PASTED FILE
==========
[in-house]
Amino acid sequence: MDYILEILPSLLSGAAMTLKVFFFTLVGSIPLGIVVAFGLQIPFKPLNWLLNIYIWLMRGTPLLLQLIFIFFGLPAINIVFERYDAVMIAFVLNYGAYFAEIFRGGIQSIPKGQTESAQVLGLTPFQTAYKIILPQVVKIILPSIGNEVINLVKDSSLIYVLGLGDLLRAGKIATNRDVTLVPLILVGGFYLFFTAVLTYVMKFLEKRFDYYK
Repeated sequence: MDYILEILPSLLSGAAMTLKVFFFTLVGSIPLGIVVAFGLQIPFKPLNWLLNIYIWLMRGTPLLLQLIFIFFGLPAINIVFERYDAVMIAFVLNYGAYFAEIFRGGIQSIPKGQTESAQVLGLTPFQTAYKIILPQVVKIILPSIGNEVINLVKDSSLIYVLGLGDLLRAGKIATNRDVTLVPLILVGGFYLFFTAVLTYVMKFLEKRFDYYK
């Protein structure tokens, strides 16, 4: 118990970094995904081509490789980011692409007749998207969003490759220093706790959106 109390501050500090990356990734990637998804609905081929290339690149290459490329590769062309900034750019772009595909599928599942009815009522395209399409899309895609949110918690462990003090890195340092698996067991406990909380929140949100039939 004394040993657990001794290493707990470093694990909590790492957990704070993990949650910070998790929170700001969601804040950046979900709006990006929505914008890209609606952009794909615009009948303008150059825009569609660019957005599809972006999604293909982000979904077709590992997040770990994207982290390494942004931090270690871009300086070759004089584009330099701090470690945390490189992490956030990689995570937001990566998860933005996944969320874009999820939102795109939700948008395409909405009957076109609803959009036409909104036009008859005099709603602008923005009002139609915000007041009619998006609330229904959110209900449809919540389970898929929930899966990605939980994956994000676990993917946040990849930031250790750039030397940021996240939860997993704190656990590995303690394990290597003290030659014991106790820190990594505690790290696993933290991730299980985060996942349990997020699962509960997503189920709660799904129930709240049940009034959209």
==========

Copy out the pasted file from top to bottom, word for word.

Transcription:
[in-house]
Amino acid sequence: MDYILEILPSLLSGAAMTLKVFFFTLVGSIPLGIVVAFGLQIPFKPLNWLLNIYIWLMRGTPLLLQLIFIFFGLPAINIVFERYDAVMIAFVLNYGAYFAEIFRGGIQSIPKGQTESAQVLGLTPFQTAYKIILPQVVKIILPSIGNEVINLVKDSSLIYVLGLGDLLRAGKIATNRDVTLVPLILVGGFYLFFTAVLTYVMKFLEKRFDYYK
Repeated sequence: MDYILEILPSLLSGAAMTLKVFFFTLVGSIPLGIVVAFGLQIPFKPLNWLLNIYIWLMRGTPLLLQLIFIFFGLPAINIVFERYDAVMIAFVLNYGAYFAEIFRGGIQSIPKGQTESAQVLGLTPFQTAYKIILPQVVKIILPSIGNEVINLVKDSSLIYVLGLGDLLRAGKIATNRDVTLVPLILVGGFYLFFTAVLTYVMKFLEKRFDYYK
């Protein structure tokens, strides 16, 4: 118990970094995904081509490789980011692409007749998207969003490759220093706790959106 109390501050500090990356990734990637998804609905081929290339690149290459490329590769062309900034750019772009595909599928599942009815009522395209399409899309895609949110918690462990003090890195340092698996067991406990909380929140949100039939 004394040993657990001794290493707990470093694990909590790492957990704070993990949650910070998790929170700001969601804040950046979900709006990006929505914008890209609606952009794909615009009948303008150059825009569609660019957005599809972006999604293909982000979904077709590992997040770990994207982290390494942004931090270690871009300086070759004089584009330099701090470690945390490189992490956030990689995570937001990566998860933005996944969320874009999820939102795109939700948008395409909405009957076109609803959009036409909104036009008859005099709603602008923005009002139609915000007041009619998006609330229904959110209900449809919540389970898929929930899966990605939980994956994000676990993917946040990849930031250790750039030397940021996240939860997993704190656990590995303690394990290597003290030659014991106790820190990594505690790290696993933290991730299980985060996942349990997020699962509960997503189920709660799904129930709240049940009034959209």